Legal theories by President Xi Jinping are the “fundamental guidance” to govern China with laws, a top aide of Xi said as he lectured the country’s lawmakers.
“Delegates to [China’s top legislature] the National People’s Congress … should take the lead to vigorously study the scientific system of the profound essence of Xi Jinping’s thought on ruling the country by law,” Wang Chen, a vice-chairman of the National People’s Congress (NPC) Standing Committee, said.
The remarks by Wang, a member of the Communist Party’s 25-strong Politburo, were made on Tuesday as he lectured a group of 255 lawmakers. There are more than 2,000 seats in the NPC.
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Calling Xi’s legal theories the “latest achievement of the sinicisation of Marx’s legal theories”, Wang called on the lawmakers to firmly bear in mind that the leadership of the party was what distinguished China’s legal system from those in the West.
Xi’s legal theories marked the third and most recent major achievement in China’s legal theories, after the Mao Zedong and Deng Xiaoping eras, he said.
Wang’s speech was seen largely as another effort to lift Xi’s personal status in the Communist Party’s history ahead of its centenary in July.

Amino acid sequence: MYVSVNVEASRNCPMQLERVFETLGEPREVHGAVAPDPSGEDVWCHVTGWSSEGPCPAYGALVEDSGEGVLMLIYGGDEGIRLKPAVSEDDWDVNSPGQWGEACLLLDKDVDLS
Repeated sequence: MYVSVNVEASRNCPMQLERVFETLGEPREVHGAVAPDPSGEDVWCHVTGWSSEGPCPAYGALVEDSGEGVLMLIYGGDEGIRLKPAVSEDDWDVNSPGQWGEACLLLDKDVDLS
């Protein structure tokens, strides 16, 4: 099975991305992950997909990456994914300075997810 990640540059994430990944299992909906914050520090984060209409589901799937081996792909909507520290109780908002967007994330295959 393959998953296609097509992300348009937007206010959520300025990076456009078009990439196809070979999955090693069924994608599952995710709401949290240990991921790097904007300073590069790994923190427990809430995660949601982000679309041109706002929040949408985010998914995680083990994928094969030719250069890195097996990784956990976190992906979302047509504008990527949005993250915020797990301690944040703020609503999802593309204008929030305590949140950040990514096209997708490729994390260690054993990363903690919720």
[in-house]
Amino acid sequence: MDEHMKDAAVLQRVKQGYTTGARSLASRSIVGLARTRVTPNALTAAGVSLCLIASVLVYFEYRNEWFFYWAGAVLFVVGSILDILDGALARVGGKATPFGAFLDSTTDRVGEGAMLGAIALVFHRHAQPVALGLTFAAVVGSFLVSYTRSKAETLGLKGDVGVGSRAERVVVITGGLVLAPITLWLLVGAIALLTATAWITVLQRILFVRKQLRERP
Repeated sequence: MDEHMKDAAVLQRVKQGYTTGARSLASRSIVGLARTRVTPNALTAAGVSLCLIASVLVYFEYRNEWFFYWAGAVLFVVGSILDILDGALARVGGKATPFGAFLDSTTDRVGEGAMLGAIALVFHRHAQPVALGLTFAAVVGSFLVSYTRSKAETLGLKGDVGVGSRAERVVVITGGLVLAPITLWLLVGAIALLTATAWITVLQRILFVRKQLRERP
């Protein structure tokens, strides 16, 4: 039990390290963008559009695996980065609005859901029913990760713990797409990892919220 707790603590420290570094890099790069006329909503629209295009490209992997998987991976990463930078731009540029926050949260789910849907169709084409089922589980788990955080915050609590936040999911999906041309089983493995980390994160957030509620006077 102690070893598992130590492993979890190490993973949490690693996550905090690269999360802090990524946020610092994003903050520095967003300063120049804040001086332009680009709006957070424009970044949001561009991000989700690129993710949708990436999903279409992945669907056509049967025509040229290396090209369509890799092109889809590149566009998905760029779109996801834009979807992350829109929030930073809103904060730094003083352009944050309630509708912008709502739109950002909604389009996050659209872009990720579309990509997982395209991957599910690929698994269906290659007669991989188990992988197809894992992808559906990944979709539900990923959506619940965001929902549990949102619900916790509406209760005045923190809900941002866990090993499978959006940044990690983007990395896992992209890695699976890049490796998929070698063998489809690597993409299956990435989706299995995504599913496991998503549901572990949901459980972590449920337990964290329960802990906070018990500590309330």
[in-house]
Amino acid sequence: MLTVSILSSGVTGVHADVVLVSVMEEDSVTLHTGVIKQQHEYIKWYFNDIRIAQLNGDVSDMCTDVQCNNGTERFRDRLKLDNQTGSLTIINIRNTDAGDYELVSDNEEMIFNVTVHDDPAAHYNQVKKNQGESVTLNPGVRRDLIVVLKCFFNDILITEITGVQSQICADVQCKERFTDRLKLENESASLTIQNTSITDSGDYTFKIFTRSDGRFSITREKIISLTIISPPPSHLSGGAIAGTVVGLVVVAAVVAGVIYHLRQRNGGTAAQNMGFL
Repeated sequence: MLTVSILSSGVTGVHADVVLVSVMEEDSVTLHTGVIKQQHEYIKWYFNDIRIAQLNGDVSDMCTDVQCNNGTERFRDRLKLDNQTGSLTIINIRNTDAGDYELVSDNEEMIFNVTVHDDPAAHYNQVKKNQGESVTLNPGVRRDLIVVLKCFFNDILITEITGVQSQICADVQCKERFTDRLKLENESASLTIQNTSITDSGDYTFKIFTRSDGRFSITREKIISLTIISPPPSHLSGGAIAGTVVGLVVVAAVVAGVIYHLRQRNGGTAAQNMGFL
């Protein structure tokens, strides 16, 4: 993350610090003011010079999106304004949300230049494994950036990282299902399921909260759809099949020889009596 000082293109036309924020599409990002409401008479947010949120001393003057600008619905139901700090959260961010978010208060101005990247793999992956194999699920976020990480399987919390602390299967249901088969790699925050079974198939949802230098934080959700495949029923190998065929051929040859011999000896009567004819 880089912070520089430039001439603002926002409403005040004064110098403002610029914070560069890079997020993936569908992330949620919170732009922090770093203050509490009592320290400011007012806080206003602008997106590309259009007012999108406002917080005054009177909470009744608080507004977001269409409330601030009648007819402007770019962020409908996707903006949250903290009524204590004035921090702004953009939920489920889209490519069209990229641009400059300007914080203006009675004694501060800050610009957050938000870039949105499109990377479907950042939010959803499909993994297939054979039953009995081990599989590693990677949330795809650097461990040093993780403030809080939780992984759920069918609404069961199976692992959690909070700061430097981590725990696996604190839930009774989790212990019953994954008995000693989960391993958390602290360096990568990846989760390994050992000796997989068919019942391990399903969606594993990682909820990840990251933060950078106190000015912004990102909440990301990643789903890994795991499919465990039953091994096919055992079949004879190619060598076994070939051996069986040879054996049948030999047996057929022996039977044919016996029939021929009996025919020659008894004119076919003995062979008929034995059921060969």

Plans for the anniversary – the most important political task of the year for many Chinese officials – include political gatherings and extensive propaganda campaigns under especially tight social control.
The centenary is seen as particularly important for Xi, who is expected to seek a third term as the party’s leader in next year’s 20th national congress.
Xi’s legal theories, titled Xi Jinping’s Thought on Ruling the Country by Law, were formally introduced in November. They constitute the latest set of remarks and writings by Xi after similar theories on economy, military, ecology and foreign policy.
In 2018, he became the first state leader since Mao to add his name to China’s constitution while still in power, as the NPC enshrined his political dogma, Xi Jinping’s Thought on Socialism with Chinese Characteristics for a New Era.
Efforts by Chinese officials to embed Xi’s name in policy statements and party regulations have continued since 2018. Wang, who is named on the United States’ sanctions list, is a key player in this process.
With the latest push to cement Xi’s influence in the legal system, Beijing is looking for a way to make his power and clout more binding, said Deng Yuwen, former deputy editor with Study Times, an official newspaper.
“They are trying to legitimatise Xi’s thoughts and embed his status in laws of all sorts, so his influence could last even after his tenure as a leader,” Deng said.
“It is after all more difficult to amend laws than change policies. Once it’s written in the law, everyone needs to abide by it, whether you like it or not.”
During Tuesday’s speech, Wang reiterated the need for China to sharpen its legal tools for foreign affairs. Beijing should seek to improve its system for national security reviews of foreign businesses, antitrust reviews and compiling its unreliable entities list, he said.
China should also put more resources into studying different legal systems, especially those of major powers, Wang said, without naming specific countries. Such efforts could help China gain an upper hand in legal interactions, he said.
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